Don’t get rid of Christmas
Irving Hexham, a professor of religious studies in the Faculty of Humanities, says there’s a ‘real campaign’ to get rid of Christmas led by what he calls ‘Scrooge pluralism.’ Hexham argues that real religious pluralism means we should honour the holidays of all big religions in our society. Once Christmas is ignored, other celebrations like Ramadan and Diwali are also in danger. Hexham says the real multiculturalism within our society is the unrecognized one between different Christian groups like the Ango-Saxon churches and other traditions such as the Copts, Eastern Orthodox and various African and Asian churches. As a result our society is multi-cultural but not really multi-religious.
Contact: Irving Hexham, Religious Studies Professor, Faculty of Humanities, 403-241-1059 or

Don’t worry; Santa has been informed kids live on campus
For two years now students living on U of C campus with children can make appointments for Santa to visit. The parents give their children’s gifts to Santa in advance and even tells Santa if their children have recently been bad or good. Some families make an event out of it and invite friends or relatives around the time when they know Santa will be dropping by.
Contact: Sean Ryan, Residence Life Coordinator, Student Family Housing, 403-220-5749 or

Gift Ideas
The U of C Outdoor Centre can provide some very cool gift ideas this year, from a potentially life-saving avalanche safety course to guided back-country ski packages that would also make for a great travel feature. Afraid your kids will turn into Christmas sloths? The Outdoor Centre offers many courses that teach kids and adults winter skills like cross country skiing, snow showing and ice climbing.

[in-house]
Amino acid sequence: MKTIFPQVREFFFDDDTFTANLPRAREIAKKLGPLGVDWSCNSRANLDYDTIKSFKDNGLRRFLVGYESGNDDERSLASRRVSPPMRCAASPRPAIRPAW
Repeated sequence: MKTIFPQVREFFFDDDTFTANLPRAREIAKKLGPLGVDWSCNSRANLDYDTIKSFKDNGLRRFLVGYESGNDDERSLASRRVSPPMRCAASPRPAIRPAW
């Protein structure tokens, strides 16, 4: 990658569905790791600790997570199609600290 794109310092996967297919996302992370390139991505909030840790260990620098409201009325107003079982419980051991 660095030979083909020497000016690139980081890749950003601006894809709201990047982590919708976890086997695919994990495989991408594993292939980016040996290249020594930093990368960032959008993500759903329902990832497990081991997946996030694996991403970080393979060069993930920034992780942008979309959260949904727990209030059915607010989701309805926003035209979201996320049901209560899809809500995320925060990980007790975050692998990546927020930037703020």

Contact: Albi Sole—Program Coordinator for Leadership, Avalanche and Ski Touring programs, 403-220-8638 or

I’ve got my eyes on you Santa
What would it take to track a moving object like Santa’s sleigh all the way around the world? You’d need a GPS receiver and a communication system to relay Santa’s position to a central location. But coverage over the oceans, Polar Regions, the Australian outback and much of Africa would be problematic, requiring technology such as a satellite phone. Find out more from the experts in the U of C’s Positioning, Location and Navigation Group. These researchers use world-class laboratories and equipment to develop and improve wireless positioning and navigation technologies such as GPS. The Schulich School of Engineering has the largest geomatics engineering department in the country and the only one in western Canada.
Mark Petovello and Kyle O’Keefe are available for interviews until December 19.
Contact: Jennifer Sowa—Media Relations Officer, Schulich School of Engineering, 403-220-3724 or